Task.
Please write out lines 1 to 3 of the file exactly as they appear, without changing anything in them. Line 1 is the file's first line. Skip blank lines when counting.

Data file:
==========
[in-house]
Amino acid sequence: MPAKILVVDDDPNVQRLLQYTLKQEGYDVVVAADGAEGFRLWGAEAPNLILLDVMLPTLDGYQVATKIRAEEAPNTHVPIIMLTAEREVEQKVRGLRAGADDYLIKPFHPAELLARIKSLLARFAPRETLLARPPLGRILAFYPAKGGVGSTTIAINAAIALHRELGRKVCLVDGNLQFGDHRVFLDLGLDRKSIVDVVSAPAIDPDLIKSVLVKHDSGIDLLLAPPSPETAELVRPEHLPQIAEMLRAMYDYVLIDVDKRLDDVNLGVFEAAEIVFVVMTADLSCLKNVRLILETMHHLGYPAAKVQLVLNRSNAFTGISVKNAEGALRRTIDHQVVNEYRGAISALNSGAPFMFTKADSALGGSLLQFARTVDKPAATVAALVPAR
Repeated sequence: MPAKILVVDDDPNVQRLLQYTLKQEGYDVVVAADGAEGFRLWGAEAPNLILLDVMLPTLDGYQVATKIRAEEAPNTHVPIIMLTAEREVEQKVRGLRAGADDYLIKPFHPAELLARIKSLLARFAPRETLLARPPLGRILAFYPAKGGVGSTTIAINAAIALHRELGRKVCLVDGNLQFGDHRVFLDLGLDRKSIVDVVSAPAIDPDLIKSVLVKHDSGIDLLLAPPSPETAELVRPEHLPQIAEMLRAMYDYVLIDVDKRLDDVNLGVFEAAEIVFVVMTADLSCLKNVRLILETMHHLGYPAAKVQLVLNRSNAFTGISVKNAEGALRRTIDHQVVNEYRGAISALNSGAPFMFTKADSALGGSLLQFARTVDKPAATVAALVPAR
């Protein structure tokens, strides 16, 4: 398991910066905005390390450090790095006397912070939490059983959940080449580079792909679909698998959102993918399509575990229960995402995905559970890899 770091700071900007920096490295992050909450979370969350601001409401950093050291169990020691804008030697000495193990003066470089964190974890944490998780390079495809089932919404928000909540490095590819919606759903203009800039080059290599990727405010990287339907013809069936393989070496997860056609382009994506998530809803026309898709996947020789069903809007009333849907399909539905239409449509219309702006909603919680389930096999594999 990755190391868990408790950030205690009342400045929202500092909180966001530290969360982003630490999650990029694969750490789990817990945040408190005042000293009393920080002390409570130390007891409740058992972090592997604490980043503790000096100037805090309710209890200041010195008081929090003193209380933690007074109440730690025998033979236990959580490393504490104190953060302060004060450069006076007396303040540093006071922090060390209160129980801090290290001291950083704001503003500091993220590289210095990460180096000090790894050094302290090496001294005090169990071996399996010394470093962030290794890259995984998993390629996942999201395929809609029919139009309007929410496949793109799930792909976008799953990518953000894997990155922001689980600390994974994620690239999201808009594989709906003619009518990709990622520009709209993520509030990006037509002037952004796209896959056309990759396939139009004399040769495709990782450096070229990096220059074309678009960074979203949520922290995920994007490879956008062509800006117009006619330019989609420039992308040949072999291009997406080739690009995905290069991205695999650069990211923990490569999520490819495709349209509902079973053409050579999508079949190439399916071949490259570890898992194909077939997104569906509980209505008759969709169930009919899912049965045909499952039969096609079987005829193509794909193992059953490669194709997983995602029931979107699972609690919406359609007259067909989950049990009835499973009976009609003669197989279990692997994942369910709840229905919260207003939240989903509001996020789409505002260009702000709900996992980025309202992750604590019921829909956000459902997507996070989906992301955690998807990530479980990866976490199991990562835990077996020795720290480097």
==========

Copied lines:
[in-house]
Amino acid sequence: MPAKILVVDDDPNVQRLLQYTLKQEGYDVVVAADGAEGFRLWGAEAPNLILLDVMLPTLDGYQVATKIRAEEAPNTHVPIIMLTAEREVEQKVRGLRAGADDYLIKPFHPAELLARIKSLLARFAPRETLLARPPLGRILAFYPAKGGVGSTTIAINAAIALHRELGRKVCLVDGNLQFGDHRVFLDLGLDRKSIVDVVSAPAIDPDLIKSVLVKHDSGIDLLLAPPSPETAELVRPEHLPQIAEMLRAMYDYVLIDVDKRLDDVNLGVFEAAEIVFVVMTADLSCLKNVRLILETMHHLGYPAAKVQLVLNRSNAFTGISVKNAEGALRRTIDHQVVNEYRGAISALNSGAPFMFTKADSALGGSLLQFARTVDKPAATVAALVPAR
Repeated sequence: MPAKILVVDDDPNVQRLLQYTLKQEGYDVVVAADGAEGFRLWGAEAPNLILLDVMLPTLDGYQVATKIRAEEAPNTHVPIIMLTAEREVEQKVRGLRAGADDYLIKPFHPAELLARIKSLLARFAPRETLLARPPLGRILAFYPAKGGVGSTTIAINAAIALHRELGRKVCLVDGNLQFGDHRVFLDLGLDRKSIVDVVSAPAIDPDLIKSVLVKHDSGIDLLLAPPSPETAELVRPEHLPQIAEMLRAMYDYVLIDVDKRLDDVNLGVFEAAEIVFVVMTADLSCLKNVRLILETMHHLGYPAAKVQLVLNRSNAFTGISVKNAEGALRRTIDHQVVNEYRGAISALNSGAPFMFTKADSALGGSLLQFARTVDKPAATVAALVPAR